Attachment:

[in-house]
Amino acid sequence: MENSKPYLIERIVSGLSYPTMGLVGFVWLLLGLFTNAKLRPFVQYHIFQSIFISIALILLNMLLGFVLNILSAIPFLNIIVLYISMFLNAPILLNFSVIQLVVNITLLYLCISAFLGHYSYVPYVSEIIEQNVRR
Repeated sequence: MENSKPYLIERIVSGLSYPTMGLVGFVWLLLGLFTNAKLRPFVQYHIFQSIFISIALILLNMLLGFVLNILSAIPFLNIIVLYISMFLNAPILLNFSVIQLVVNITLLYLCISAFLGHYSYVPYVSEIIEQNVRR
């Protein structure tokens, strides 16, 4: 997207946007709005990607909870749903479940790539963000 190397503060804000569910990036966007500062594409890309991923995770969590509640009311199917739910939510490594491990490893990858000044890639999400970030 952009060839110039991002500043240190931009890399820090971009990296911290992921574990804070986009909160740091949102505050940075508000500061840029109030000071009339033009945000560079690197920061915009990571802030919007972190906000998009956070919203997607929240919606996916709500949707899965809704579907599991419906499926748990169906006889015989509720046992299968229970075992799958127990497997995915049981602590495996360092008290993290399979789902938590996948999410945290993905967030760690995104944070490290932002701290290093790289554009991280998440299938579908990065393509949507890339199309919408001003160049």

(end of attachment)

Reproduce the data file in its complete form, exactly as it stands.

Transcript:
[in-house]
Amino acid sequence: MENSKPYLIERIVSGLSYPTMGLVGFVWLLLGLFTNAKLRPFVQYHIFQSIFISIALILLNMLLGFVLNILSAIPFLNIIVLYISMFLNAPILLNFSVIQLVVNITLLYLCISAFLGHYSYVPYVSEIIEQNVRR
Repeated sequence: MENSKPYLIERIVSGLSYPTMGLVGFVWLLLGLFTNAKLRPFVQYHIFQSIFISIALILLNMLLGFVLNILSAIPFLNIIVLYISMFLNAPILLNFSVIQLVVNITLLYLCISAFLGHYSYVPYVSEIIEQNVRR
């Protein structure tokens, strides 16, 4: 997207946007709005990607909870749903479940790539963000 190397503060804000569910990036966007500062594409890309991923995770969590509640009311199917739910939510490594491990490893990858000044890639999400970030 952009060839110039991002500043240190931009890399820090971009990296911290992921574990804070986009909160740091949102505050940075508000500061840029109030000071009339033009945000560079690197920061915009990571802030919007972190906000998009956070919203997607929240919606996916709500949707899965809704579907599991419906499926748990169906006889015989509720046992299968229970075992799958127990497997995915049981602590495996360092008290993290399979789902938590996948999410945290993905967030760690995104944070490290932002701290290093790289554009991280998440299938579908990065393509949507890339199309919408001003160049």